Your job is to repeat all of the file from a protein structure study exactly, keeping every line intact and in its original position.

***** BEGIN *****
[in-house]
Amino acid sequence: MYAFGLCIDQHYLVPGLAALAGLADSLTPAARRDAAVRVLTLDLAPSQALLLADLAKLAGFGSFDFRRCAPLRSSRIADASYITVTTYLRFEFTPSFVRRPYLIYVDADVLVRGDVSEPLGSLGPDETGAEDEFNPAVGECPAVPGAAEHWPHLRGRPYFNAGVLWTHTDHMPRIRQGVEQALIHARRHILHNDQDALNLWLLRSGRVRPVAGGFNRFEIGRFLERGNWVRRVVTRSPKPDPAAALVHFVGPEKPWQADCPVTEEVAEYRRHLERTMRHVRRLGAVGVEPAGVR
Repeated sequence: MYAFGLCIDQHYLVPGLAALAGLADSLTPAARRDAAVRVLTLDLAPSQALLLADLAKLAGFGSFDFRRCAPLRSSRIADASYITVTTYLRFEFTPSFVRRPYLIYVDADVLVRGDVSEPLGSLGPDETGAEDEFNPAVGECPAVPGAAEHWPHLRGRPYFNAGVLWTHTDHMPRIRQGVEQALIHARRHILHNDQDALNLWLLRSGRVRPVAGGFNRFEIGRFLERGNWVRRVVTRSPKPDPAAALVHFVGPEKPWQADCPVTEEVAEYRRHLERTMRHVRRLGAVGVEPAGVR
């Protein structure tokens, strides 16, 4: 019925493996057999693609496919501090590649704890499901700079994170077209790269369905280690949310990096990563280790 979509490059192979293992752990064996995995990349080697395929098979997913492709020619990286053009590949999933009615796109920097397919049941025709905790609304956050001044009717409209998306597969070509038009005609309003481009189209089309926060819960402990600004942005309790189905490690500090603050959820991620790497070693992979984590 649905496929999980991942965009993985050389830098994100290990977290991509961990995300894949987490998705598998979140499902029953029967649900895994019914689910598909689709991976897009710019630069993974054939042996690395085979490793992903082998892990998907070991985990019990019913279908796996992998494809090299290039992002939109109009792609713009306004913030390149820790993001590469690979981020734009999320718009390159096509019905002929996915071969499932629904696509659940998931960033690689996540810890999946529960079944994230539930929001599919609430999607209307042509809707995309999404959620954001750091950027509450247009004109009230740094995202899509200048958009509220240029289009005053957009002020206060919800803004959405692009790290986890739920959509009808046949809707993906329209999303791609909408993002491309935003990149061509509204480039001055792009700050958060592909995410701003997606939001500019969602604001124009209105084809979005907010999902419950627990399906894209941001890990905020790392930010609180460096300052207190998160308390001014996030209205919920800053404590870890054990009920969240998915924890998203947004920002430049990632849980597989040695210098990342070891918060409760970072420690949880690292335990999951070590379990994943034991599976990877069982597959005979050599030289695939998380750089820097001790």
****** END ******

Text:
[in-house]
Amino acid sequence: MYAFGLCIDQHYLVPGLAALAGLADSLTPAARRDAAVRVLTLDLAPSQALLLADLAKLAGFGSFDFRRCAPLRSSRIADASYITVTTYLRFEFTPSFVRRPYLIYVDADVLVRGDVSEPLGSLGPDETGAEDEFNPAVGECPAVPGAAEHWPHLRGRPYFNAGVLWTHTDHMPRIRQGVEQALIHARRHILHNDQDALNLWLLRSGRVRPVAGGFNRFEIGRFLERGNWVRRVVTRSPKPDPAAALVHFVGPEKPWQADCPVTEEVAEYRRHLERTMRHVRRLGAVGVEPAGVR
Repeated sequence: MYAFGLCIDQHYLVPGLAALAGLADSLTPAARRDAAVRVLTLDLAPSQALLLADLAKLAGFGSFDFRRCAPLRSSRIADASYITVTTYLRFEFTPSFVRRPYLIYVDADVLVRGDVSEPLGSLGPDETGAEDEFNPAVGECPAVPGAAEHWPHLRGRPYFNAGVLWTHTDHMPRIRQGVEQALIHARRHILHNDQDALNLWLLRSGRVRPVAGGFNRFEIGRFLERGNWVRRVVTRSPKPDPAAALVHFVGPEKPWQADCPVTEEVAEYRRHLERTMRHVRRLGAVGVEPAGVR
């Protein structure tokens, strides 16, 4: 019925493996057999693609496919501090590649704890499901700079994170077209790269369905280690949310990096990563280790 979509490059192979293992752990064996995995990349080697395929098979997913492709020619990286053009590949999933009615796109920097397919049941025709905790609304956050001044009717409209998306597969070509038009005609309003481009189209089309926060819960402990600004942005309790189905490690500090603050959820991620790497070693992979984590 649905496929999980991942965009993985050389830098994100290990977290991509961990995300894949987490998705598998979140499902029953029967649900895994019914689910598909689709991976897009710019630069993974054939042996690395085979490793992903082998892990998907070991985990019990019913279908796996992998494809090299290039992002939109109009792609713009306004913030390149820790993001590469690979981020734009999320718009390159096509019905002929996915071969499932629904696509659940998931960033690689996540810890999946529960079944994230539930929001599919609430999607209307042509809707995309999404959620954001750091950027509450247009004109009230740094995202899509200048958009509220240029289009005053957009002020206060919800803004959405692009790290986890739920959509009808046949809707993906329209999303791609909408993002491309935003990149061509509204480039001055792009700050958060592909995410701003997606939001500019969602604001124009209105084809979005907010999902419950627990399906894209941001890990905020790392930010609180460096300052207190998160308390001014996030209205919920800053404590870890054990009920969240998915924890998203947004920002430049990632849980597989040695210098990342070891918060409760970072420690949880690292335990999951070590379990994943034991599976990877069982597959005979050599030289695939998380750089820097001790």